On Oct. 31, conservative provocateur Milo Yiannopoulos held a sold-out lecture for over 800 students at California State University, Fullerton (CSUF). He spoke about his support for the First Amendment and free speech in addition to specialized Halloween content.
“Halloween is the only day when 14-year-olds willingly go to Kevin Spacey’s house,” Yiannopoulos joked.
“The law is clear: what some consider hateful speech is, in fact, protected speech,” reads an official statement from the university defending campus free speech and the decision of the school’s College Republicans to invite the controversial figure in September.
Despite this endorsement, the university distanced itself from the event, explicitly stating it was not sponsoring the event and that it would take necessary security precautions.
— 89.3 KPCC (@KPCC) October 31, 2017
Many students and progressive groups on campus felt uncomfortable, and many were offended by the decision to allow the provocateur on campus in the name of free speech, especially considering the fallout from other Yiannopoulos events earlier this year.
The potential danger of protests rippled into the broader CSUF community.
In addition to sparking controversy among students and hefty security costs, Yiannopoulos’ lecture is sparking action from other schools too. Acacia Elementary, a school located a mile away from CSUF’s campus, decided to hold a “minimum (abbreviated) day” to protect students in response to police warnings.
Protesters outside Milo’s talk at Calstate Fullerton pic.twitter.com/7Duoln6L83
— Deepa Bharath (@reporterdeepa) November 1, 2017
The CSUF College Democrats released a statement disagreeing with the university’s decision to allow Yiannopoulos to speak, citing the discriminatory speech and security costs associated with said event.
To add insult to injury to offended liberal organizations on campus, according to the school’s newspaper, Yiannopoulos requested to receive a 60 percent cut of all ticket sales.
Progressives on campus interpreted this as him receiving upwards of $17,000 to give his lecture on Halloween. This is at the expense of student’s tuition money used to cover exorbitant security costs, which were project to be as much as $55,000, judging from past events at similar schools.
“We acknowledge [Yiannopoulos’] First Amendment right to speak and will not interfere with or counter-protest his appearance,” read The College Democrats’ official statement. “Instead, we’re offering an alternative to his message of hate and divisiveness.”
Alternatively, the organization decided to host Brian Levin, director for the Center for the Study of Hate and Extremism at CSU San Bernardino, the day before the Yiannopoulos speech.
“Brian Levin, who identifies as an Independent, reiterated our beliefs during his lecture when he highlighted the College Republican’s right to invite any speaker of their choice, but condemned their decision to invite someone who offers nothing of academic or intellectual value,” said Andrea Guzman, president of CSUF’s College Democrats, in an interview with MediaFile.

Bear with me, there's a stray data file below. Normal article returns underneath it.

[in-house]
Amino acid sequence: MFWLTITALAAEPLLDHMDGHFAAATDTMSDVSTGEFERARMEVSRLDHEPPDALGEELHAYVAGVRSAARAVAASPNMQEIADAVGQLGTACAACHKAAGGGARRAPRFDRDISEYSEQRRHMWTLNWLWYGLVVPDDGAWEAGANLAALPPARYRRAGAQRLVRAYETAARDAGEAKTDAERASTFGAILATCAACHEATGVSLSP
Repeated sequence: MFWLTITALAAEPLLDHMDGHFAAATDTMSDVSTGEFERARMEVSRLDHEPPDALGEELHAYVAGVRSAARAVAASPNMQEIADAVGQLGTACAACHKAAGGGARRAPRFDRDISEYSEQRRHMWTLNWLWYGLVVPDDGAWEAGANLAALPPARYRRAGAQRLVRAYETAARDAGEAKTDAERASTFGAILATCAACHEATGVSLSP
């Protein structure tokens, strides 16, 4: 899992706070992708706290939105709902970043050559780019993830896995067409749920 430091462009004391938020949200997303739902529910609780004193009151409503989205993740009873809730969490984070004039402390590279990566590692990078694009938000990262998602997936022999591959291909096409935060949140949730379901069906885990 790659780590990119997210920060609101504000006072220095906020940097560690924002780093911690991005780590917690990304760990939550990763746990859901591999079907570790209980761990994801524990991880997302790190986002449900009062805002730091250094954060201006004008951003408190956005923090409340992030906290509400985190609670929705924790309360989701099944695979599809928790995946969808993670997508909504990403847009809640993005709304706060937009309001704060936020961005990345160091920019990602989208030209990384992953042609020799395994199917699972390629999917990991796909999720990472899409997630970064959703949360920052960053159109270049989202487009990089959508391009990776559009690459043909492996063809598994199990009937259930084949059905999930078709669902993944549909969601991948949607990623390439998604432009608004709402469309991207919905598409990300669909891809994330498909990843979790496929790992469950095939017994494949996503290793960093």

“It is a shame that the College Republicans chose Milo to represent them at the expense of the university … but we recognize their right to allow a bigoted individual to speak for them,” Guzman said.
CSUF’s Students for Quality Education (SQE) planned the Unity Block Party to celebrate diversity on campus in direct contrast to what some would call Yiannopoulos’ hateful rhetoric.
“Considering everything that could have gone wrong yesterday, I would say the event went smoothly,” Allison Thuang, a senior communications major at CSUF who attended the SQE event, said in an interview with MediaFile.
— Ruptly (@Ruptly) November 1, 2017
“I believe the Unity Block Party hosted by SQE went well, and they effectively promoted the importance of diversity,” she said.
Despite peaceful alternatives to more dangerous responses to the controversial speaker, at least eight students were detained Tuesday night protesting Yiannopoulos’ lecture at CSUF.
The university’s security effectively protected the 800 attendees of the event, but they were reported as being overbearing and all-encompassing by many, largely peaceful, protesters.
“The police presence could be felt all around: on top of buildings, marching around in riot gear, blending in with the crowd,” activist and block party attendee Vincent Hennerty told MediaFile. “Shouting matches would occur between some of the far right with those that came in defiance of hate. Antifa was there too, showing in force their lack of fear of both the far right and the police.”
“People told me different reasons for why students and protesters were taken away by the police,” Hennerty said. “The biggest number of people however were those of the spectators. Watching and listening, perhaps waiting to see something happen. Sadly, it seemed like most wanted something to happen.”
Despite efforts to resist the provocateur in peaceful, productive ways, the media latched on to the glimpse of violence and aggression displayed by a few protesters.
Most mainstream coverage of Yiannopoulos’ CSUF event focused on the altercations and the eight detained students, with little to no mention of well-thought-out efforts from other groups to genuinely combat the speech while also honoring the provocateur’s right to speak.
From the media’s perspective, it makes sense. Taking eight protesters — some university students — into custody is newsworthy and interesting to the local community. There was, after all, violence; as the news cliche goes, if it bleeds it leads.
However, it paints the rest of the protesters who intended to peacefully celebrate diversity as radical. It makes College Democrats seem hypocritical if they’re trying to combat hate by committing political violence.